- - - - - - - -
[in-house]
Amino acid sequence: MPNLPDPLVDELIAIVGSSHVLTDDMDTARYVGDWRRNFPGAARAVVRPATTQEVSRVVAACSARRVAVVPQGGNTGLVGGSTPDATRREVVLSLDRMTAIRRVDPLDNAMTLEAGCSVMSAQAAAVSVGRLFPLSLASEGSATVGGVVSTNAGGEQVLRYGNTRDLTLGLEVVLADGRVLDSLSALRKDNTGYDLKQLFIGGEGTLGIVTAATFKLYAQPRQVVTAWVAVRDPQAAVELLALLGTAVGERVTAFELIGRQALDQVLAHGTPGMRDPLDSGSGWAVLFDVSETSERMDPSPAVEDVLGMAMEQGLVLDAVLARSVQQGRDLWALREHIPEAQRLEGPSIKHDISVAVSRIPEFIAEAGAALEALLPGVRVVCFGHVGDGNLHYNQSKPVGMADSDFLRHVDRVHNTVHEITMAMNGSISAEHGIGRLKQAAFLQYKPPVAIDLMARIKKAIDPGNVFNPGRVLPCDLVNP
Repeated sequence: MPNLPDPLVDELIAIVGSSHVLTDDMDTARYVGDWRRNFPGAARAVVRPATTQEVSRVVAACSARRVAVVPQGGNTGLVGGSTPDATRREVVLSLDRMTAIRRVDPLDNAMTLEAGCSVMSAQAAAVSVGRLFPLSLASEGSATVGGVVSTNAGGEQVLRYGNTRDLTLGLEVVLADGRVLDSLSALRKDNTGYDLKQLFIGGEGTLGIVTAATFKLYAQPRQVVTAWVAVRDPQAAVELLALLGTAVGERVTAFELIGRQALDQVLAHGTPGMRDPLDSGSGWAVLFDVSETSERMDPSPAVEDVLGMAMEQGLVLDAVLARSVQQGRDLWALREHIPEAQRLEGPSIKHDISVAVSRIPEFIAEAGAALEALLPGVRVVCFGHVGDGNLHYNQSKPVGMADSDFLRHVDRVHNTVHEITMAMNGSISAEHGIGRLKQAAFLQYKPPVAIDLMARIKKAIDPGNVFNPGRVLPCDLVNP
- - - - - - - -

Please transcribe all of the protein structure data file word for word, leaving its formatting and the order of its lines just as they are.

[in-house]
Amino acid sequence: MPNLPDPLVDELIAIVGSSHVLTDDMDTARYVGDWRRNFPGAARAVVRPATTQEVSRVVAACSARRVAVVPQGGNTGLVGGSTPDATRREVVLSLDRMTAIRRVDPLDNAMTLEAGCSVMSAQAAAVSVGRLFPLSLASEGSATVGGVVSTNAGGEQVLRYGNTRDLTLGLEVVLADGRVLDSLSALRKDNTGYDLKQLFIGGEGTLGIVTAATFKLYAQPRQVVTAWVAVRDPQAAVELLALLGTAVGERVTAFELIGRQALDQVLAHGTPGMRDPLDSGSGWAVLFDVSETSERMDPSPAVEDVLGMAMEQGLVLDAVLARSVQQGRDLWALREHIPEAQRLEGPSIKHDISVAVSRIPEFIAEAGAALEALLPGVRVVCFGHVGDGNLHYNQSKPVGMADSDFLRHVDRVHNTVHEITMAMNGSISAEHGIGRLKQAAFLQYKPPVAIDLMARIKKAIDPGNVFNPGRVLPCDLVNP
Repeated sequence: MPNLPDPLVDELIAIVGSSHVLTDDMDTARYVGDWRRNFPGAARAVVRPATTQEVSRVVAACSARRVAVVPQGGNTGLVGGSTPDATRREVVLSLDRMTAIRRVDPLDNAMTLEAGCSVMSAQAAAVSVGRLFPLSLASEGSATVGGVVSTNAGGEQVLRYGNTRDLTLGLEVVLADGRVLDSLSALRKDNTGYDLKQLFIGGEGTLGIVTAATFKLYAQPRQVVTAWVAVRDPQAAVELLALLGTAVGERVTAFELIGRQALDQVLAHGTPGMRDPLDSGSGWAVLFDVSETSERMDPSPAVEDVLGMAMEQGLVLDAVLARSVQQGRDLWALREHIPEAQRLEGPSIKHDISVAVSRIPEFIAEAGAALEALLPGVRVVCFGHVGDGNLHYNQSKPVGMADSDFLRHVDRVHNTVHEITMAMNGSISAEHGIGRLKQAAFLQYKPPVAIDLMARIKKAIDPGNVFNPGRVLPCDLVNP